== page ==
History of Native American Food and Succotash Recipe
Corn and Beans Became Staples of the Americas
It has been said that Native Americans have contributed at least 3/5 of all crops now in cultivation. Their efforts at agriculture have indeed changed the world. Different groups of Native Americans developed a plethora of different foods, mostly in Central America and the northern part of South America. We can credit our Native American ancestors with - among others - tomatoes, peppers, squashes (all varieties except for a few different types that came from peoples in present-day United States), and many types of beans found all over the world.
About 11,500 years ago, different groups of Native Americans were still hunting and gathering. They ate whatever animals were easy to obtain: deer, horses, antelopes, and even several species of rodents. If they were near water, they ate fish and giant sea turtles.
As climate and habitat changed, the Native American diet did, too. Somewhere along the line, they noticed they could eat acorns by grinding and then soaking them. They also discovered that they could cook agave to make it edible, and they feasted on wild squash.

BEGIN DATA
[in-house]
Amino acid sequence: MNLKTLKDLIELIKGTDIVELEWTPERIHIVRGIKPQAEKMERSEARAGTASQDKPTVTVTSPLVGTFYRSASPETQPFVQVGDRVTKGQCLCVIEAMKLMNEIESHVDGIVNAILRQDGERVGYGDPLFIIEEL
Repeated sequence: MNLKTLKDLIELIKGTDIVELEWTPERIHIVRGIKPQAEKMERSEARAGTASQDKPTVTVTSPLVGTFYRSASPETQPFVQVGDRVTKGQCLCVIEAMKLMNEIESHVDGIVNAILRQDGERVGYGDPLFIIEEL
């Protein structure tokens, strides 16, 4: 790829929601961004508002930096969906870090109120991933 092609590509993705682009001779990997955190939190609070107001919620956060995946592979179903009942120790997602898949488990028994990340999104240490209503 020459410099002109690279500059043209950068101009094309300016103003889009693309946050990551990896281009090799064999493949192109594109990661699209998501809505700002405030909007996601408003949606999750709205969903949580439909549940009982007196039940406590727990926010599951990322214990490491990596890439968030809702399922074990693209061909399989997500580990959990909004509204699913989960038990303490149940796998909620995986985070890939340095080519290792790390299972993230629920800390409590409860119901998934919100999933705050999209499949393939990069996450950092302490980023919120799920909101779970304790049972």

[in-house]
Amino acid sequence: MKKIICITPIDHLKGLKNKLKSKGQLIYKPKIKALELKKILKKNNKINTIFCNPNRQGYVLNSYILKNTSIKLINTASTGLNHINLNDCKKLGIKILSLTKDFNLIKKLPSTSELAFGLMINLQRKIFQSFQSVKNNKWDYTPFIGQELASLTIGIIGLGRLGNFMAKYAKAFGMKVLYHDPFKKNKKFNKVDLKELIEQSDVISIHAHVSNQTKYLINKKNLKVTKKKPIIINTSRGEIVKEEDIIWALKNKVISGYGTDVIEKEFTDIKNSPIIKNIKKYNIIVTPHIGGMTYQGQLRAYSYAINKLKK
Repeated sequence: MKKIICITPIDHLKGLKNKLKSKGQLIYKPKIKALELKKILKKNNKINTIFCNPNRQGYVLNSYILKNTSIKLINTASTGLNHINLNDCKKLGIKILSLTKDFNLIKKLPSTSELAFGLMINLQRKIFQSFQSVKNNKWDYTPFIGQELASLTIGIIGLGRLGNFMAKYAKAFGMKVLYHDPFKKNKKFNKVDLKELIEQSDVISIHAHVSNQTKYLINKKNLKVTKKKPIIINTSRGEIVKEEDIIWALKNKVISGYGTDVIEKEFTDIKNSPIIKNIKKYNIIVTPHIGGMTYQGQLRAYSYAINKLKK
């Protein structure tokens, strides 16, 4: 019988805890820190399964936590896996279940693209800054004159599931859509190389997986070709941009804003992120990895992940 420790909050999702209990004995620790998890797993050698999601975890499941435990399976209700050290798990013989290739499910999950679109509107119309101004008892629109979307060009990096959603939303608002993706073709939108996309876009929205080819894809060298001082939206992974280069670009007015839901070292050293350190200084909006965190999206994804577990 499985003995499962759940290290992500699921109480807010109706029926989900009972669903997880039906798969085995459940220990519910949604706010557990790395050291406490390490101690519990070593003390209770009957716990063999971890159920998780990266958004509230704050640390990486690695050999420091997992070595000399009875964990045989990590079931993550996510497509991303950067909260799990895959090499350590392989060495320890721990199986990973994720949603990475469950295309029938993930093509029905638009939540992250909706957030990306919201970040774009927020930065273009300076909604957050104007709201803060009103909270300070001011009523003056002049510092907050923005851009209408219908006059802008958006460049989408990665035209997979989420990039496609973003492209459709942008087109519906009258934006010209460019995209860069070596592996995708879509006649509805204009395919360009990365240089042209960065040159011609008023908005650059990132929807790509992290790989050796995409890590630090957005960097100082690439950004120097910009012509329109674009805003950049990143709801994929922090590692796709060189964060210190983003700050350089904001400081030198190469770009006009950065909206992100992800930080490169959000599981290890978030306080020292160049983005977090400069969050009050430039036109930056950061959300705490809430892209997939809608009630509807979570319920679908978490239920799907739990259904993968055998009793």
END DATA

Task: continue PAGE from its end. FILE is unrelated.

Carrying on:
At some point, they figured out that last year’s seeds were sprouting in the refuse pile. This began the early stages of agriculture.
The first vegetables they began to cultivate included squash, gourds and peppers. They also tried out bristlegrass, a cousin to the grains of today.
Where do you think corn came from?
Native Americans Created Corn?
No one knows exactly how, but corn came next. It’s genetically similar to wheat and other grains, but with one important difference: humans have to be around to cultivate it and get the seeds out. The seeds are wrapped in the husks and this plant cannot reproduce without humans shucking the husks and getting the corn kernels off the cob.
What’s curious about corn, is that it doesn’t have an obvious ancestor. There is no wild maize from which regular corn came! This is why many think that Native Americans “created” corn by possibly crossing other plants to come up with what is now corn. They may be humanity’s first genetic engineers.
Vigorous debate continues about how the corn plant came to be. One thing is for sure: corn did originate in Central America, probably near southern Mexico.
The corn plant has a distant cousin: teosinte. It’s not that much like corn and isn’t ideal as a food source. It has “ears,” but they’re barely an inch long and the seeds are woody and hard. An entire plant is less nutritious than one kernel of regular corn!
Usually when humans domesticate a plant, its genetic diversity actually dwindles. This is because once people find a variety of plant they like – because of its resistance to disease, taste, or other such factors – they usually cultivate it on a larger scale. Think about how many varieties of garlic that you’re familiar with; people usually haven’t heard of elephant garlic, for example. We’re so familiar with the one silky white variety we find in the supermarket and that's what gets cultivated.